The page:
NIAW Donor Conception Awareness

There’s no right or wrong way to grow your family, but there are many different ways. Egg donor conception is a suitable path to parenthood for couples facing infertility, intended single parents, and LGBTQ+ couples and individuals. But how does the process actually work?

We’re celebrating National Infertility Awareness Week® (NIAW) by highlighting donor conception and lifting the secrecy around the topic. Let’s discuss what donor conception is, why it’s important to raise awareness about the process, and how you can find a donor or donate yourself.

The Egg Donation Process

Both intended parents and prospective donors begin the egg donation process by partnering with an egg donor agency. Donors must go through an extensive application and interview process to ensure they are physically and mentally healthy. Once accepted into the program, a fertility specialist will retrieve the donor’s eggs via a minor surgical procedure. Afterward, the anonymous donor will be put into a database for intended parents to browse.

Conceiving Via Egg Donation

Once an intended parent chooses an egg donor that meets their specific criteria, they’ll undergo in vitro fertilization (IVF) to conceive. The donor eggs can be fertilized with the sperm of an intended parent or a separate, anonymous sperm donor. Once fertilized, the embryo(s) will get inserted into the uterus of the intended parent or a gestational carrier — hopefully resulting in a pregnancy.

How Common Is Donor Conception?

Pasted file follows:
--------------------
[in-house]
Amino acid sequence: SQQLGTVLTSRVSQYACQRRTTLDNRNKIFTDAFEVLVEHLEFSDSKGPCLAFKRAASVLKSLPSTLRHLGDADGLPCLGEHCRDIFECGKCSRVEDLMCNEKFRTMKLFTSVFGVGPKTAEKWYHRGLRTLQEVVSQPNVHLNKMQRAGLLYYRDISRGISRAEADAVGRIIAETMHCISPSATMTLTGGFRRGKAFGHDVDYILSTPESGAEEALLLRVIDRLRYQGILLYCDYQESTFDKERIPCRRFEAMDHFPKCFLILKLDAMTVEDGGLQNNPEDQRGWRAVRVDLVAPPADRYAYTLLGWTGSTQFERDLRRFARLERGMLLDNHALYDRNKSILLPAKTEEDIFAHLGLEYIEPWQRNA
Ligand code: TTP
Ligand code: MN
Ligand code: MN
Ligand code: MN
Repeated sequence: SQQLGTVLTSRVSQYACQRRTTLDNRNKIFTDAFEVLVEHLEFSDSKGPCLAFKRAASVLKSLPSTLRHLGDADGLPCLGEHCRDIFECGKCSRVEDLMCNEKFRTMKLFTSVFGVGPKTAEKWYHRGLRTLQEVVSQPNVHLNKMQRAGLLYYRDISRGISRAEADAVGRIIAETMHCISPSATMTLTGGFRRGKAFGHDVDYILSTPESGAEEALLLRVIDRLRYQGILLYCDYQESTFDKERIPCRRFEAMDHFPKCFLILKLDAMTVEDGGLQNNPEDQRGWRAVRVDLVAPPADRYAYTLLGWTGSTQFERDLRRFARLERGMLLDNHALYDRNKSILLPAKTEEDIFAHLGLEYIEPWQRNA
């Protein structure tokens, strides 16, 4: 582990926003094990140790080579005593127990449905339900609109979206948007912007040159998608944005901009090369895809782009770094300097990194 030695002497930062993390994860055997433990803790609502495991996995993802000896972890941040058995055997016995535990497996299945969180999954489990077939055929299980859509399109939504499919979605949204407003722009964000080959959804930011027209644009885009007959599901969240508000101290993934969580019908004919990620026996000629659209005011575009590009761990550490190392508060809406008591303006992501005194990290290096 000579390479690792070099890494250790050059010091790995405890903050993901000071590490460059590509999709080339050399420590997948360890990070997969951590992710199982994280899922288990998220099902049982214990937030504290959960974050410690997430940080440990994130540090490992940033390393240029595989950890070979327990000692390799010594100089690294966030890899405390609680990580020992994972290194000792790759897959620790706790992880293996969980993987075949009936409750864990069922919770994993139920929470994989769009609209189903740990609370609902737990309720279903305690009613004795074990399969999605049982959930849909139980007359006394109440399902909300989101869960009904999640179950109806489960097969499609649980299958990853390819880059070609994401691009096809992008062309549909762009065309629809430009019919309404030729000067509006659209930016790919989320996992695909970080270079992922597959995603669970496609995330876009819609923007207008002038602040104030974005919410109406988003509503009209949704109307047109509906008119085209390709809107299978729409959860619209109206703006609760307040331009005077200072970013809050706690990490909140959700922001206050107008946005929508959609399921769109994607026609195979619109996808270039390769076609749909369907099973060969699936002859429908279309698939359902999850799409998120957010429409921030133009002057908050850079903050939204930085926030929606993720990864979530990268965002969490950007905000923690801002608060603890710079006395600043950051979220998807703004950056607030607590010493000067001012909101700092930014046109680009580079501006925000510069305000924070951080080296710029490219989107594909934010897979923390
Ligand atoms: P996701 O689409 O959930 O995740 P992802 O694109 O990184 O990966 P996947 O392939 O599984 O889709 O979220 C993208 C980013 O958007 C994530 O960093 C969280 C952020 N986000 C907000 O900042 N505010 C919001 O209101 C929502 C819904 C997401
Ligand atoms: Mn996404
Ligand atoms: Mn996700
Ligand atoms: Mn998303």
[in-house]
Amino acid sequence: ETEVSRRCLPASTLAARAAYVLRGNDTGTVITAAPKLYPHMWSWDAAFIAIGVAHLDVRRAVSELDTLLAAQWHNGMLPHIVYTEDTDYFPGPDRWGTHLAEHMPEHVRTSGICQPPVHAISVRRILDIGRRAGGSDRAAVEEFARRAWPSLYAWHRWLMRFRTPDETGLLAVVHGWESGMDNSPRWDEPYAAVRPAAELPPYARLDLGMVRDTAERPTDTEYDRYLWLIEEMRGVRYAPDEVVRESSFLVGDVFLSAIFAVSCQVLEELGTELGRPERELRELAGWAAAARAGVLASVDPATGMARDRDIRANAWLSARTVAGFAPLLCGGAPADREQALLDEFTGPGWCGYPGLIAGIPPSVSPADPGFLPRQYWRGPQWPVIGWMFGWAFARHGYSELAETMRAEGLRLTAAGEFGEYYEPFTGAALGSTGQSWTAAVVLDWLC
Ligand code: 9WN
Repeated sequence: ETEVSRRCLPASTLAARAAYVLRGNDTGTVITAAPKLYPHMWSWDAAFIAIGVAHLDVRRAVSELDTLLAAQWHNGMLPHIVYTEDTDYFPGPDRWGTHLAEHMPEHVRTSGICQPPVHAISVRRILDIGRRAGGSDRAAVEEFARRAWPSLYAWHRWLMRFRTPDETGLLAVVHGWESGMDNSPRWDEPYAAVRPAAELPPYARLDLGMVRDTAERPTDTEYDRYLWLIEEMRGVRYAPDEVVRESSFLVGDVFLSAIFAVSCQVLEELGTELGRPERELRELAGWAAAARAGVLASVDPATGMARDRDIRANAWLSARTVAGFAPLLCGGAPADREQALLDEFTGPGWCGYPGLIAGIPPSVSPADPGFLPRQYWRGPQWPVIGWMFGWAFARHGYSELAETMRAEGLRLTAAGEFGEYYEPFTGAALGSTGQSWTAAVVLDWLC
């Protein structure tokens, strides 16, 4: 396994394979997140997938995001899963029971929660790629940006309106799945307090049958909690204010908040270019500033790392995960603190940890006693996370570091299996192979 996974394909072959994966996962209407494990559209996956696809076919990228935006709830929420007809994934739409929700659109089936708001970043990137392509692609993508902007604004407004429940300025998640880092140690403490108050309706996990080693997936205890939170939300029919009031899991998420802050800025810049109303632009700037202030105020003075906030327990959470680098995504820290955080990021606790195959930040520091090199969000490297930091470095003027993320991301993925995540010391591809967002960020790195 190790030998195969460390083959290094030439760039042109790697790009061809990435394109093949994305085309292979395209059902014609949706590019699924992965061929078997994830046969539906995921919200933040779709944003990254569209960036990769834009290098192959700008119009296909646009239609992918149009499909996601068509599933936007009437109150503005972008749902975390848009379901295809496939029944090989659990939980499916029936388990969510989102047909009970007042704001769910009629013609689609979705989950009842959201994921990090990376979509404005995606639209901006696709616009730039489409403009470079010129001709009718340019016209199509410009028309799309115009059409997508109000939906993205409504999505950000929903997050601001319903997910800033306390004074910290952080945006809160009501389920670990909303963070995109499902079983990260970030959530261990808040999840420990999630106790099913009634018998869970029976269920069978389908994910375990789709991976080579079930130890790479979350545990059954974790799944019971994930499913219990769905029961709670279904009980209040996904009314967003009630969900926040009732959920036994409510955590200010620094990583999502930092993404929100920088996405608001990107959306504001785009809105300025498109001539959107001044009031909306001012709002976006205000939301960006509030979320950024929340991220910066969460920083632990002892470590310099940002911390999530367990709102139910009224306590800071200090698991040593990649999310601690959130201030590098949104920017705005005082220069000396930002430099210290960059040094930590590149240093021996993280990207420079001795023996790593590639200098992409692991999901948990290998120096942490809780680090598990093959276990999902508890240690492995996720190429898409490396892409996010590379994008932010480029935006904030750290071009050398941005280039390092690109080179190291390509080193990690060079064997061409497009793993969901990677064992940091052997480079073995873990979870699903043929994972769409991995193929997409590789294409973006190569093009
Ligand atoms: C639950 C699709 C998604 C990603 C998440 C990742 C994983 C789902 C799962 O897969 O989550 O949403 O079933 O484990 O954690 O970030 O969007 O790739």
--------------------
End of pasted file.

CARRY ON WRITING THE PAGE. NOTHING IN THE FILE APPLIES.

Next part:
Donor conception is more common than you may think. According to the Society for Reproductive Technology {SART}, in 2021, there were over 20,000 IVF transfers using donor eggs across 400 US fertility clinics. These transfers led to nearly 10,000 births — a 19% increase from the previous year. As donor-conceived births continue to rise, it’s important now more than ever to spread awareness.

How to Raise Awareness

National Infertility Awareness Week® runs through the last full week of April every year, and International Donor Conception Awareness Day (IDCAD) is on April 27. We encourage you to share your story, find a support group, or simply wear orange to spark a conversation about donor conception and other alternative paths to parenthood.

Explore Donor Conception

Donor conception is one of the many beautiful ways in which to grow your family or give someone the gift of a child. If you’re interested in learning more, the expert team at Egg Donor America and Egg Bank America would be happy to answer your questions. Contact us today to schedule a consultation.